A ketogenic diet is very high in fat (up to 90% of calories from fat), low in carbohydrates, and low in protein. This combination changes the way energy is used in the body. Carbohydrates, or carbs, are usually the main source of energy for the body. Carbs get digested quickly and the body changes them easily into blood glucose for energy. The body uses insulin to help move sugar from the blood into the cells. With the ketogenic diet, your child’s body breaks down your body breaks down fat instead of sugar for energy. This makes byproducts called ketones. A high level of ketones in the blood (ketosis) may be helpful in treating seizures. There are theories about how and why the diet helps to treat seizures, but no one knows for sure.
While diets such as the Atkins diet are low in carbs and high in fat, the amounts of each are very different than the ketogenic diet. Also, protein is not strictly limited in the Atkins diet.
This diet can be dangerous for some children. If your child’s body does not process fatty acids properly, his body would use its own protein for energy. If this happens, it could quickly lead to coma and death. It is important to work with your child’s healthcare provider and a dietitian to follow the ketogenic diet.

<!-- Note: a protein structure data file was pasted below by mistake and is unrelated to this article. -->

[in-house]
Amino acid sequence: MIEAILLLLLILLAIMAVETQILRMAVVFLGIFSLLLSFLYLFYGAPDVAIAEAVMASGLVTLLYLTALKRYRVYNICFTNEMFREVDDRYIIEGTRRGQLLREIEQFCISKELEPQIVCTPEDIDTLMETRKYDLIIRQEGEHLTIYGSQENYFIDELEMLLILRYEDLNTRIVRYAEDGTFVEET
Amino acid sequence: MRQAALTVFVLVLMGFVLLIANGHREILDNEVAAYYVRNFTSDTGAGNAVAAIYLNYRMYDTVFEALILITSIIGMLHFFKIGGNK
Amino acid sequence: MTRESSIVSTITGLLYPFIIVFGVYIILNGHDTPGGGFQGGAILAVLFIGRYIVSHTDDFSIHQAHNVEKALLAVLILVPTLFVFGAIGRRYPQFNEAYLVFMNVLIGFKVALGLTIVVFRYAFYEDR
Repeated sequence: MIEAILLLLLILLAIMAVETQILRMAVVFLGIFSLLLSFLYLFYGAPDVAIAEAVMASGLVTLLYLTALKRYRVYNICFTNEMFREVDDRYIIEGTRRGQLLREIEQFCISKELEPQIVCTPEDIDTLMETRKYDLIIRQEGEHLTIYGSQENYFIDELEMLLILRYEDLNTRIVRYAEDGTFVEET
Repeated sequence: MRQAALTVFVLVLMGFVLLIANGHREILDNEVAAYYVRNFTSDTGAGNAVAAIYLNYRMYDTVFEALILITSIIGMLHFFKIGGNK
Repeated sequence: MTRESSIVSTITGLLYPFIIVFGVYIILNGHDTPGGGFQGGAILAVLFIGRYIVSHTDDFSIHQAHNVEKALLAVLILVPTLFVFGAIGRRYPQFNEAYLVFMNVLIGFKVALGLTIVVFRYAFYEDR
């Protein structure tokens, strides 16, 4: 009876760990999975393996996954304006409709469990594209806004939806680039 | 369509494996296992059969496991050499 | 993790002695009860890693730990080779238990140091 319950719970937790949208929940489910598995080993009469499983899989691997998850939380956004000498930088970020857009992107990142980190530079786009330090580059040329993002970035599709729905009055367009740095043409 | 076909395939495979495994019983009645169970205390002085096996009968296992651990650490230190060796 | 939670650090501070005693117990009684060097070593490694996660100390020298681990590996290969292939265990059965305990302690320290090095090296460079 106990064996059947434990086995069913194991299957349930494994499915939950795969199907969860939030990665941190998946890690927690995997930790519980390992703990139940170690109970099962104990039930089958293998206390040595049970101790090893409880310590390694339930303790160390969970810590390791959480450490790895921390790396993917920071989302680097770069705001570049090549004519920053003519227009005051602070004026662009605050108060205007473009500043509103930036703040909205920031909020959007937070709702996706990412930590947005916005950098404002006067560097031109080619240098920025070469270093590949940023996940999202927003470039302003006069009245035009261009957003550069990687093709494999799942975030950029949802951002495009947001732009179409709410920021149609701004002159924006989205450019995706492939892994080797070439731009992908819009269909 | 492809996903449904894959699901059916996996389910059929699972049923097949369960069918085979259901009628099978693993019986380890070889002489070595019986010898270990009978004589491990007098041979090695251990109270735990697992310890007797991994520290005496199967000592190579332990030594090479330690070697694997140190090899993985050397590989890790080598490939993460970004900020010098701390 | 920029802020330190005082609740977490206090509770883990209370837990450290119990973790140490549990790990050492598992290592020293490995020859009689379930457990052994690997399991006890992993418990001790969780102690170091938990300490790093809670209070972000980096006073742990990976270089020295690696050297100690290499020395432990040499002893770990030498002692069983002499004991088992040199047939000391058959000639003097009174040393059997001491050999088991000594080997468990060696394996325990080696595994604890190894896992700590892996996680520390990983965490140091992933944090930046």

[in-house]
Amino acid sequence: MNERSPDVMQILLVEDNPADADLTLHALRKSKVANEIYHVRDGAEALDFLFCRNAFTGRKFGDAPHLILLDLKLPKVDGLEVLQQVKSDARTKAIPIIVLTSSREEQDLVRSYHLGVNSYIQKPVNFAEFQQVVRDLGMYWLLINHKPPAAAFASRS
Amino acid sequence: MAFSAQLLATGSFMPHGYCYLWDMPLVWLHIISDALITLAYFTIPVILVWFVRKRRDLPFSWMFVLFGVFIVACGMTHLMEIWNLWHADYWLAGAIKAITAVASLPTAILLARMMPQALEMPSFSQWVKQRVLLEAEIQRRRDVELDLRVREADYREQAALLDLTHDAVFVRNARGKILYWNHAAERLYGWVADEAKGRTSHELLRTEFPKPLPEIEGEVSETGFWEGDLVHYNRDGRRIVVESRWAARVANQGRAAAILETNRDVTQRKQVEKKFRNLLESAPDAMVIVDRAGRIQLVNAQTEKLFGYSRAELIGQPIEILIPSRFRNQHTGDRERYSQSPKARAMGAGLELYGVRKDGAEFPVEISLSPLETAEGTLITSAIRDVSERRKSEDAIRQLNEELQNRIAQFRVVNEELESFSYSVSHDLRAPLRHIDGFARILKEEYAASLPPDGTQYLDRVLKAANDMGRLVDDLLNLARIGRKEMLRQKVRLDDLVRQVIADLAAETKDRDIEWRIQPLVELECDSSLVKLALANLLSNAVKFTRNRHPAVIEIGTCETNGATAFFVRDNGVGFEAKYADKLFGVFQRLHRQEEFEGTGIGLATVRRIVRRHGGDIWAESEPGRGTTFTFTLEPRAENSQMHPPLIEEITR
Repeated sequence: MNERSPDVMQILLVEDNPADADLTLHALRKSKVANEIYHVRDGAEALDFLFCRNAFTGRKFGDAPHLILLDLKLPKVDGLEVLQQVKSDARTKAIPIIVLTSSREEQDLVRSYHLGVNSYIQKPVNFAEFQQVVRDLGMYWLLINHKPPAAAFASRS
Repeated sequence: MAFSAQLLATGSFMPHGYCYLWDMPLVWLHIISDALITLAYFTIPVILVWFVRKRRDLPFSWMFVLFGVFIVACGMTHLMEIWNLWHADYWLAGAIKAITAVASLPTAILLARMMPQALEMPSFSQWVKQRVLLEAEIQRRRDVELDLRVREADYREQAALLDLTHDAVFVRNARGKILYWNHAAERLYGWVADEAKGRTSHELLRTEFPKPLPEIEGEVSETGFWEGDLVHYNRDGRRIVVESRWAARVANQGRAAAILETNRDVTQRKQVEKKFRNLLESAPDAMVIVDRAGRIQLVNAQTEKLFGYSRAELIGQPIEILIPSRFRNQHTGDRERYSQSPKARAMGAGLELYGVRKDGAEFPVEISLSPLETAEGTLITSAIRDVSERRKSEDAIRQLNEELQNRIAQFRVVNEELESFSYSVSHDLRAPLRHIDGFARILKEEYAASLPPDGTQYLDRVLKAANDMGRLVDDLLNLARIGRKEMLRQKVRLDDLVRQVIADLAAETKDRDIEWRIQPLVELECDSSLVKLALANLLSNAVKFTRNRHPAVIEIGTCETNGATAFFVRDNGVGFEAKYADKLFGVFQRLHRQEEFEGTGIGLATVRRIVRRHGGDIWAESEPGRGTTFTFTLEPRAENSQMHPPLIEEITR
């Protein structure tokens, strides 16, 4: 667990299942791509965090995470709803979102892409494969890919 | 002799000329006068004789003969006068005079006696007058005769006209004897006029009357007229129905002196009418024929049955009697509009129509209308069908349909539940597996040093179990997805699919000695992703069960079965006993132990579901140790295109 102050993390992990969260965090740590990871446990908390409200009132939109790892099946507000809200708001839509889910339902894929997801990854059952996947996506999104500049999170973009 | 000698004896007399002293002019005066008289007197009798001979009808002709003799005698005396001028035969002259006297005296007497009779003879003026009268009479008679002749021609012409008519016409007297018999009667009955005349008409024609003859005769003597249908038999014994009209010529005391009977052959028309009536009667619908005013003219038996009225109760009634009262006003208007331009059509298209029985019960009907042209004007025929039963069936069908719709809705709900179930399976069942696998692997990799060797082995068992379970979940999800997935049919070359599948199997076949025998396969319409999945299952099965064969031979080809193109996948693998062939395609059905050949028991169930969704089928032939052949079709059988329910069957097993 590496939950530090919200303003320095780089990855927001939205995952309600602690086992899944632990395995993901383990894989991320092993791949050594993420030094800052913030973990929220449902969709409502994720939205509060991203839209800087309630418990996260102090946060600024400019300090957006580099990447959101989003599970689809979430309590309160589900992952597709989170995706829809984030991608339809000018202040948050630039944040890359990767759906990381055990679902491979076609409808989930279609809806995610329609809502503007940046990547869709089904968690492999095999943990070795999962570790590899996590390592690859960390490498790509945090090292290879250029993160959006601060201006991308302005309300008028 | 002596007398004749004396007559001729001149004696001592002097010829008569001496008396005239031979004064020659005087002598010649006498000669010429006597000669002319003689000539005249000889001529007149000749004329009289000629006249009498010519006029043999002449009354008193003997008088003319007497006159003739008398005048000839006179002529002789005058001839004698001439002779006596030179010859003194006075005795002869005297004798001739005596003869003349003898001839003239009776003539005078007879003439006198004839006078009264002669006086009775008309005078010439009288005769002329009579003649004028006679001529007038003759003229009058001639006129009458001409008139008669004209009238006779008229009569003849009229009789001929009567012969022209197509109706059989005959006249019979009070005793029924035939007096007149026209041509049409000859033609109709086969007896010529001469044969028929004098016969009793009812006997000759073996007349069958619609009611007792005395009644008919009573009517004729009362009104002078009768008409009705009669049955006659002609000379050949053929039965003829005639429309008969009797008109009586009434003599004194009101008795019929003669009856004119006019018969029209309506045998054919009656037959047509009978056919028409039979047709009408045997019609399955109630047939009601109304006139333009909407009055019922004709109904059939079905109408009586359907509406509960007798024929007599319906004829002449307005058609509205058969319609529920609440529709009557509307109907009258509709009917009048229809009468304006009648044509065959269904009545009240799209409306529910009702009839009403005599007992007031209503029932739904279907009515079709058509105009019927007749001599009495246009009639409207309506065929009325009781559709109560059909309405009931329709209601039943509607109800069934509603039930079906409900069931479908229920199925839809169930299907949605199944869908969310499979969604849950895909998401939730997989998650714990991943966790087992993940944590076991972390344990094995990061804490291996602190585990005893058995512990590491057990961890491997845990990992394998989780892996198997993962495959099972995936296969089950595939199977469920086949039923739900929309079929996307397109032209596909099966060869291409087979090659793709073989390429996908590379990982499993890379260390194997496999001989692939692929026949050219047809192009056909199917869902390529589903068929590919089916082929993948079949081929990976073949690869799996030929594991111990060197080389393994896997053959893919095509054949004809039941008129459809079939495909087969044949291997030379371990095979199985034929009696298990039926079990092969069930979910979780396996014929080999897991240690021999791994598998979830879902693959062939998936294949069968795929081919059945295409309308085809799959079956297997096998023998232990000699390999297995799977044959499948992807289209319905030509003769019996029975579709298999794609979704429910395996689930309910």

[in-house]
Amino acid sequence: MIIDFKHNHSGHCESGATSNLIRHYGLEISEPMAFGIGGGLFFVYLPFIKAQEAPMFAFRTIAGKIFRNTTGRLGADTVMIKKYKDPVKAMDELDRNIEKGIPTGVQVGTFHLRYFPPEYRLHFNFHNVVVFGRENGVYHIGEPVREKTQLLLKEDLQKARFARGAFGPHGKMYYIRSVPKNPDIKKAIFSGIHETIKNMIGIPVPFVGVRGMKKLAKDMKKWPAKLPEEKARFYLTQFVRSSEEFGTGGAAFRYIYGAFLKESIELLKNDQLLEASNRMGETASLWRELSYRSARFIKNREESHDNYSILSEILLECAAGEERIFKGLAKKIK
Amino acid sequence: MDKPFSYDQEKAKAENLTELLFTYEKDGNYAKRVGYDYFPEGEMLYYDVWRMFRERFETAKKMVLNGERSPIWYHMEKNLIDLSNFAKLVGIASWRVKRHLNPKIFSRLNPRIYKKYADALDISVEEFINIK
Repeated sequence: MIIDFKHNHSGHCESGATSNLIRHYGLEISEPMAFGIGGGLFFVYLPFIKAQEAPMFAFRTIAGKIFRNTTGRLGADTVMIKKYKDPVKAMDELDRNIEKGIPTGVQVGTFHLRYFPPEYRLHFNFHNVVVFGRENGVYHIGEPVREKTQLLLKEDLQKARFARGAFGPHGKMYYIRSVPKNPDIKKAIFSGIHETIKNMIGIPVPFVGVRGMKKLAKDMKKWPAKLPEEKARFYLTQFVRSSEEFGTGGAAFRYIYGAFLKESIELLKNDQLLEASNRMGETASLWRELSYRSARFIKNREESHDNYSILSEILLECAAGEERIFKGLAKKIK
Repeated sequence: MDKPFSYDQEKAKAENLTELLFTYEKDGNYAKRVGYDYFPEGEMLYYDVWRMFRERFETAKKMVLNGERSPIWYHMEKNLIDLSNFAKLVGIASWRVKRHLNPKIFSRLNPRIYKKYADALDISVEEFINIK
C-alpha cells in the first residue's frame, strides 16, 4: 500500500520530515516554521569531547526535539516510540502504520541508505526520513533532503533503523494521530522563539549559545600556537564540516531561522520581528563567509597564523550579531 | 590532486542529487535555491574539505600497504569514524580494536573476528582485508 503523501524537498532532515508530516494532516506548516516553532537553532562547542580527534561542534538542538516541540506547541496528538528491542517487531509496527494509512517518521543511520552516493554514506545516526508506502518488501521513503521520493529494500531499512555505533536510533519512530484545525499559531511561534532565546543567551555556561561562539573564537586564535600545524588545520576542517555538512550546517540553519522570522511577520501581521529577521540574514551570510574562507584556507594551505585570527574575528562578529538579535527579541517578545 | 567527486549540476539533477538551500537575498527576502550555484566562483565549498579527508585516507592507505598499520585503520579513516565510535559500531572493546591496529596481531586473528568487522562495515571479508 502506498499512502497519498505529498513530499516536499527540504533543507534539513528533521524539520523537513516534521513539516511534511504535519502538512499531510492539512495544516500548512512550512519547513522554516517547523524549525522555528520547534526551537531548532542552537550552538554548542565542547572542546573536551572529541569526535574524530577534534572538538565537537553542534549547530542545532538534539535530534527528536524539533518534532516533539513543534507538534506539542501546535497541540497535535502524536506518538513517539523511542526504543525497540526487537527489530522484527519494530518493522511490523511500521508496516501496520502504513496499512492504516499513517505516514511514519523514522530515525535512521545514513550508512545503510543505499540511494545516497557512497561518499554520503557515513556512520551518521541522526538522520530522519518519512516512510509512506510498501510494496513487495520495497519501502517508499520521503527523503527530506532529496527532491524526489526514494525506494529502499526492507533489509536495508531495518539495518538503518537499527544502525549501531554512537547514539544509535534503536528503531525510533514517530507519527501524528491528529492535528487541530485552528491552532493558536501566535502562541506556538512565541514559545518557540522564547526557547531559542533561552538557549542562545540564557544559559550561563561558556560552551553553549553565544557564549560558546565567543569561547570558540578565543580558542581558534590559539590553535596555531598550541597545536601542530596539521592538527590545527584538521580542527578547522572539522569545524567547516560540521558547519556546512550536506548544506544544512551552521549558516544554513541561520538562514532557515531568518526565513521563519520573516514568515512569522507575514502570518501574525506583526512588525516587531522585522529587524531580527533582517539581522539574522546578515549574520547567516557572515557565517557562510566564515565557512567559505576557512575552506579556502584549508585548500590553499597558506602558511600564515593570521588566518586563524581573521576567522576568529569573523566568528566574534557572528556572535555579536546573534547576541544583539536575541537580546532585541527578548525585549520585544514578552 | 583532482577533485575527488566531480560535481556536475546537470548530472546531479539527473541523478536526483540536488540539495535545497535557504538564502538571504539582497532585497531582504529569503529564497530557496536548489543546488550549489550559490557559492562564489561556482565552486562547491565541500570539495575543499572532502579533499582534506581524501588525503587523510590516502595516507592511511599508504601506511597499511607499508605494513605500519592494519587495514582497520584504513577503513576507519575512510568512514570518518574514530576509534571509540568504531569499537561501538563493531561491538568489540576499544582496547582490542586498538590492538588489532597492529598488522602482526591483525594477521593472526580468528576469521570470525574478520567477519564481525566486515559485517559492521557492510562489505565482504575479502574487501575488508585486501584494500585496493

The dietitian will develop specific meal plans based on your child’s age, activity level, and calorie needs. Your child’s meal plan will give the exact amount of each food that he should eat at each meal. A typical meal includes a small amount of fruit or vegetable, a protein rich food, and a source of fat such as heavy cream and butter or vegetable oil. The diet cuts out all sweets, such as candy, cookies, and desserts. Other carbs such as bread, potatoes, rice, cereals, and pasta are not allowed on the strictest form of the diet, but may be allowed on some forms of the diet.
Your child will slowly transition to the ketogenic diet over several days. A healthcare provider will carefully supervise your child when following this diet. This diet does not provide enough vitamins or minerals to stay healthy. Your child’s provider will prescribe special vitamin and mineral supplements while your child is on this diet.
Common side effects of this diet include weight loss, constipation, increased cholesterol levels, kidney stones and, in girls, changes in menstrual periods.
If you are interested in this diet, talk with your healthcare provider about whether it is right for your child.